The 2012 URAL Patrol is a perfect drug for my addictive desire to explore. With hand over my heart, I believe this thing will go anywhere I want to go and not lead to my untimely demise in the process. This conclusion was derived after 200 kilometers of experimentation on the road and some hours of mental gymnastics with my backside firmly ensconced in a big easy chair.
For those reading this review who have never ridden a motorcycle with a sidecar but plan to try one out in the future I offer these words of advice — give it some time. It’s not what you expect and it’s not a motorcycle.
The first day of riding consisted mostly of getting a feel for the machine on the road — gaining asense of how wide it is so I didn’t run the rig into a post or have it drop off the side of the road into a drainage hole. With ample open roads around I had a lot of good practice routes.
One of the first things I noticed is that I would spans ditches along the side of the road or navigate uneven surfaces without trouble. The motorcycle and sidecar wheel are far enough apart that I could negotiate obstacles or run through them without fear of falling or getting stuck.
Last Sunday morning I left early to determine how well the URAL would perform on the endless miles of gravel roads in the Pennsylvania forests and what kind of gaps existed between the motorcycle and my riding skills. This picture was made after about 10 miles of gravel. Two things surfaced — first, I felt a bit anxious when the URAL drifted left on uneven stretches of road or when the traction differences between loose gravel and hard packed gravel would cause the machine to move one direction or the other.
A motorcycle without a sidecar feels fluid and moves along a line in a relatively smooth and easy manner compared to the URAL. The sidecar rig tends to move back and forth, at least it feels as if it is moving back and forth on the road controlled by unknown forces for unknown reasons. Because of this I kept my speed to 25 to 40 mph depending on specific road conditions.
After 20 miles of gravel roads I had to stop for mental reasons. I needed some time to process what was going on with the machine. I wanted to understand the forces at work and allow myself the chance to drop into a more intuitive riding experience.
Physically the machine was extremely comfortable. After six hours on the road I found no issues at all with the seat or riding position.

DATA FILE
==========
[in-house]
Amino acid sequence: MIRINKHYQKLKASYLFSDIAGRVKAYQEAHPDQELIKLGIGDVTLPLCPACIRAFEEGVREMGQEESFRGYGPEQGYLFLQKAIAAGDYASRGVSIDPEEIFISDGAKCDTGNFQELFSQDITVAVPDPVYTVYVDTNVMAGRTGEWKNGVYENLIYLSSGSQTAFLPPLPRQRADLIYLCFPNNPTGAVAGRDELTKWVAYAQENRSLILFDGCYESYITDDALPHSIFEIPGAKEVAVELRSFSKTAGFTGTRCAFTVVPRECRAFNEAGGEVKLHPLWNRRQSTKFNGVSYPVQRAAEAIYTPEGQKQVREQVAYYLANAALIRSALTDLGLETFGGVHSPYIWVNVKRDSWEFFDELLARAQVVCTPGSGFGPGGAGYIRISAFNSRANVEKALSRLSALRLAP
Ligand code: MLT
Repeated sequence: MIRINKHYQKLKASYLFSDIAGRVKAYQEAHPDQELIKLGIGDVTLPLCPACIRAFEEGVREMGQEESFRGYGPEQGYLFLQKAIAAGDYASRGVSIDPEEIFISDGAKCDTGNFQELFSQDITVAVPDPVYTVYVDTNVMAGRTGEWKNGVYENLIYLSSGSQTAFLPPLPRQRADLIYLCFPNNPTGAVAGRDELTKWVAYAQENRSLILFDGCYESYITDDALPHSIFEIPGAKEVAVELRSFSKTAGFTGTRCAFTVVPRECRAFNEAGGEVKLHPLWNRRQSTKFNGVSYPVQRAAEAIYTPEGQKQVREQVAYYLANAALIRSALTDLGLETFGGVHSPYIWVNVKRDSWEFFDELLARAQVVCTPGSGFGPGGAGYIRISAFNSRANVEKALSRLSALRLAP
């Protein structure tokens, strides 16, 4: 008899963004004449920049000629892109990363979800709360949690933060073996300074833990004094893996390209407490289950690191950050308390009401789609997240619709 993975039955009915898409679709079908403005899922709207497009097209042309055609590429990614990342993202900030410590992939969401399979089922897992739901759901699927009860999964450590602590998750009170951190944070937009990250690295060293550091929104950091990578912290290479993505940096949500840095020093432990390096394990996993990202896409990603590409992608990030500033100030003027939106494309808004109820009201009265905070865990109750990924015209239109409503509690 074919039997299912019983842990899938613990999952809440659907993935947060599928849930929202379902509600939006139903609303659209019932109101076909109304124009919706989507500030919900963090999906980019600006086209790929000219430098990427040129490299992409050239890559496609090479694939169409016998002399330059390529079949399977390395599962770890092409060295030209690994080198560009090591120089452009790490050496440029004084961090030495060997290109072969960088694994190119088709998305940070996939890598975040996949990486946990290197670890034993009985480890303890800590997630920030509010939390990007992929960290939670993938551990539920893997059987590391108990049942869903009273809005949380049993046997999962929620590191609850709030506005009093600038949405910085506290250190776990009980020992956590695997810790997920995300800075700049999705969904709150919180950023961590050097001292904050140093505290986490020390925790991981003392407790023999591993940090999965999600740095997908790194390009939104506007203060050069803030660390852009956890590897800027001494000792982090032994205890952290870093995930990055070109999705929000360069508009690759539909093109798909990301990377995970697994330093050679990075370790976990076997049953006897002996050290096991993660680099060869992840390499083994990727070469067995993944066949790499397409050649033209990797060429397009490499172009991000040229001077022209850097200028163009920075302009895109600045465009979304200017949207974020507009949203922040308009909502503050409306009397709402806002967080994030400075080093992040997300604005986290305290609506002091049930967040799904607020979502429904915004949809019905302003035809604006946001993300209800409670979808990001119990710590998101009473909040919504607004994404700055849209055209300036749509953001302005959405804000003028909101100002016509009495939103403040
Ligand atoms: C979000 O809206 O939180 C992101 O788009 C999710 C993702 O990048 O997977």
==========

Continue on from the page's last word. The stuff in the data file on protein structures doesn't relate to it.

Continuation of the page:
Through the power of photography I was able to diminish the size of the URAL. Through a few minutes of relaxation and a couple of chugs of water I did the same things mentally.
Looking the machine over you can’t help but notice the relative simplicity of construction compared to almost any other modern motorcycle. The speedometer provided indicated speed, odometer, trip odometer and a couple indicator lights –nothing fancy at all. Add to that a four speed transmission, electric start, front disc brake and a reverse gear and you’ve pretty much summed up the available technology as far as I was concerned.
And there is a kick starter too. Didn’t try it but would be nice to know there was some chance of moving on should the battery or starter die. And there is a nice URAL tool kit in the trunk along with a spare tire. And the carburated motorcycle was of simple enough design that it appeared entirely possible that a rider could learn to do some real roadside service. No computers or sophisticated technology necessary to keep this machine running.
The URAL had no trouble running up and down the mountain roads and with each mile my comfort level grew that I would not suddenly burst over the edge of the road and on into oblivion. I could see myself riding up here in the snow. This URAL is a 2WD version which means the wheel on the sidecar has power when you want it — just engage a level and you’re in business. A fine winter time feature.
Amidst the riding and familiarization process I kept noticing how much I like this vintage look. Along with the vintage look though comes some vintage processes.
Not wanting the URAL to roll down the road and over the cliff if the thing popped out of gear. I learned later that the rig has a parking brake but I opted for the tried and true rock behind the wheel solution.
I’m clever that way.